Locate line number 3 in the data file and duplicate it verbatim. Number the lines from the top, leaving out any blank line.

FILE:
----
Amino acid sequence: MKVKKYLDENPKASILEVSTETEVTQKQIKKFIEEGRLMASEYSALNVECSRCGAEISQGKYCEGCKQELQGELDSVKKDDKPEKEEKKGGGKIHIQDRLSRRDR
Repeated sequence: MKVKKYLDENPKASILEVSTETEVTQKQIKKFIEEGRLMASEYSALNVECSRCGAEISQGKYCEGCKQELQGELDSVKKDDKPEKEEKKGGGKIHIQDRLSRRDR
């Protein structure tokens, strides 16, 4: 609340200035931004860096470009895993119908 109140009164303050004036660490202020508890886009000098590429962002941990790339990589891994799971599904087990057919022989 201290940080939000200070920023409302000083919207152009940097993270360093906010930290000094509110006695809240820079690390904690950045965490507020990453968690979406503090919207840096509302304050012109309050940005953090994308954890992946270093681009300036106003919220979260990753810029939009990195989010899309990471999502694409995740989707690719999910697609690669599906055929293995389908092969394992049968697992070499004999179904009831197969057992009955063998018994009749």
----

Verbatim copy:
């Protein structure tokens, strides 16, 4: 609340200035931004860096470009895993119908 109140009164303050004036660490202020508890886009000098590429962002941990790339990589891994799971599904087990057919022989 201290940080939000200070920023409302000083919207152009940097993270360093906010930290000094509110006695809240820079690390904690950045965490507020990453968690979406503090919207840096509302304050012109309050940005953090994308954890992946270093681009300036106003919220979260990753810029939009990195989010899309990471999502694409995740989707690719999910697609690669599906055929293995389908092969394992049968697992070499004999179904009831197969057992009955063998018994009749």